This Car Company Has an Enviable Moat

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Now defunct Circuit City will never know what it really gave up when it sold off CarMax (NYSE: KMX) in 2002. Since that time CarMax has exploded with a customer-friendly approach to used car shopping that makes it a leader in the space.

CarMax's growing moat

The car shopping experience at CarMax is unlike any other. First, prices are not negotiable, removing all of the time-consuming negotiation that turns shoppers away from most dealerships. Secondly, the company operates as a go-to place to get a cash offer for any car any day of the week. CarMax is the thrift store of the used car market.

These differences do not make CarMax a company with a durable competitive advantage. Rather, it is what customers don't see that makes CarMax special:

  • Nationwide network – Customers who shop at CarMax can shop any of the company's car lots in any state. This network allows CarMax to have a varied selection of used cars in every make, model, and year, making it possible for CarMax to cater to any and all customer tastes. Cars can be delivered cross-country for customers who know exactly what they're looking for.

  • Scale – CarMax is the largest used car dealership chain in the nation. This scale has many natural cost-saving advantages that legacy car lots owned by families in small towns simply cannot match.

  • Informational advantages – The company uses data from its nationwide network to know what cars sell best in what places, at what prices, and to which customers. These informational advantages allow CarMax to move product faster and at higher prices than competitors, generating higher returns on capital.

  • Wide selection – CarMax lots deal in cars of every brand, from Toyota, Ford, General Motors, and others. This allows customers to make CarMax a one-stop shop and trust that if the car can't be found on the lot, their dream car can be found on one of the company's lots somewhere around the country for immediate delivery.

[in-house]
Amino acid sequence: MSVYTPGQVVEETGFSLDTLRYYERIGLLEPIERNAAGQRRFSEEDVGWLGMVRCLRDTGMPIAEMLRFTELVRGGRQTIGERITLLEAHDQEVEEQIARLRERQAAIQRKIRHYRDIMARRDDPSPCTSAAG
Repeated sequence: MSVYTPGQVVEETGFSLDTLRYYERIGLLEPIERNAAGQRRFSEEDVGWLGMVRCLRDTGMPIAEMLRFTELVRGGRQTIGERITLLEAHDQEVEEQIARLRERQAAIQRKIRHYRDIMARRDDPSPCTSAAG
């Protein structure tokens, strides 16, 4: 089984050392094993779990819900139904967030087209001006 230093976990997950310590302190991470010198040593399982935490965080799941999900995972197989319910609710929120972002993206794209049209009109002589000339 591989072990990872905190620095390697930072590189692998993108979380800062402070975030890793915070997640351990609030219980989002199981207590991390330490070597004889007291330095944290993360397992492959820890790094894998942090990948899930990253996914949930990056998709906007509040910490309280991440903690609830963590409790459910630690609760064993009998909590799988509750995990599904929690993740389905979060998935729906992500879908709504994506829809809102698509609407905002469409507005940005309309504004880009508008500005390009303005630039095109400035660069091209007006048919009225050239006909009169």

• Goodwill – CarMax customers naturally trust the company known for no-negotiation pricing. Set prices lead to better customer satisfaction as they leave the lot happy, knowing that no obscure financial speak or negotiation techniques were used to rob their wallets of another dollar.

CarMax is a clearly differentiated company in a fractured space with many competitors. CarMax's qualitative moats can be found in quantitative analysis when compared to its peers.

Why CarMax trumps other auto stocks

Those who want exposure to the cyclical automotive sector have two basic choices: auto manufacturers and part suppliers, or auto retailers.

In the automotive retailing space with the best comparable companies, CarMax is a clear leader. First, CarMax trades at only a slight earnings multiple premium to AutoNation (NYSE: AN) (17.6 vs. 13.3).

However, CarMax wins on all other profitability and asset utilization metrics. CarMax maintained double-digit return on equity nine out of the last ten years. In the trailing twelve month period, CarMax turned its inventory over 7.8 times compared to AutoNation's inventory turnover ratio of 6.3. CarMax also carries an average of 12 days fewer inventory on its lots, proving the efficiency of the model compared to its rival, AutoNation. Higher turnover and lower inventory levels allow for higher returns on capital and faster earnings growth.

Car lots vs. car factories

When it comes to comparisons to automotive manufacturers, CarMax is the clear winner. Its employees are not unionized, its business is less cyclical, and it requires fewer capital investments. And that doesn't even begin to cover the huge disparity in growth potential.

America's cars are old – more than 10 years old – which is good for a car retailing company dealing in...you guessed it, used cars! CarMax is expected to grow EPS by 20% helped by the opening of 50 new dealerships in the next four years, and higher same store sales. The company currently has 110 stores open for more than one year.

Major car manufacturers stand to profit as Americans replace dying cars, but unlike CarMax, manufacturers are exposed heavily to European losses. Ford expects to lose $1.5 billion in Europe this year, while General Motors expects to lose as much as $2 billion.

Neither manufacturer is expected to match CarMax's earnings growth rate. Analysts expect single digit earnings growth from Ford, GM, and Toyota.

CarMax is the best play in the automotive space. It trades for less than its average price-earnings multiple despite above-average growth potential. As Americans trade up to new(er) cars, look for CarMax's low capex, high turnover business model to outperform its peers. 


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